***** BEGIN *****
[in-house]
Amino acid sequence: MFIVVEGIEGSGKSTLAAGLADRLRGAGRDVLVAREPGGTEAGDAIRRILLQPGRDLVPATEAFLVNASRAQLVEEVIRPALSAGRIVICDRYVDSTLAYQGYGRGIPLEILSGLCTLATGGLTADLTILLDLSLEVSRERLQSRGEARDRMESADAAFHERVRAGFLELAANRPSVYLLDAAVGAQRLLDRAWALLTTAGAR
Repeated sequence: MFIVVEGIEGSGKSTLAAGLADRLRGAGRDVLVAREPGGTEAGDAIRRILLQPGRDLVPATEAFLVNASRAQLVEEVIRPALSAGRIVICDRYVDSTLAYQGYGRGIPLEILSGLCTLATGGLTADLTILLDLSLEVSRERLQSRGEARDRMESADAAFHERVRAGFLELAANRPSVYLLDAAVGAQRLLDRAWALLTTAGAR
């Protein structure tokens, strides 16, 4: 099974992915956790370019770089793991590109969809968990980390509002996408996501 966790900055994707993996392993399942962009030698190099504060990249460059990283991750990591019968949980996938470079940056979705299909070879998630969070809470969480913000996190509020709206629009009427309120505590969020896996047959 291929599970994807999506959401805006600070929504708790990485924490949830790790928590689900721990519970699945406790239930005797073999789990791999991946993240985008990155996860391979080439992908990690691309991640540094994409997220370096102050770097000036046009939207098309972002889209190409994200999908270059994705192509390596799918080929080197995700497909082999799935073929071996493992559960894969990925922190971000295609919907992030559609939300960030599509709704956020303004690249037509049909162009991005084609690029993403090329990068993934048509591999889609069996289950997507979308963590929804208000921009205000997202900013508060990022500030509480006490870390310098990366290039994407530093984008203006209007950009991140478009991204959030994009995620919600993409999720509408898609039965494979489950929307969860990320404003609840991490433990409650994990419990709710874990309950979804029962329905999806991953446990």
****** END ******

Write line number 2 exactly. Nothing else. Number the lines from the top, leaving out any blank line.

Amino acid sequence: MFIVVEGIEGSGKSTLAAGLADRLRGAGRDVLVAREPGGTEAGDAIRRILLQPGRDLVPATEAFLVNASRAQLVEEVIRPALSAGRIVICDRYVDSTLAYQGYGRGIPLEILSGLCTLATGGLTADLTILLDLSLEVSRERLQSRGEARDRMESADAAFHERVRAGFLELAANRPSVYLLDAAVGAQRLLDRAWALLTTAGAR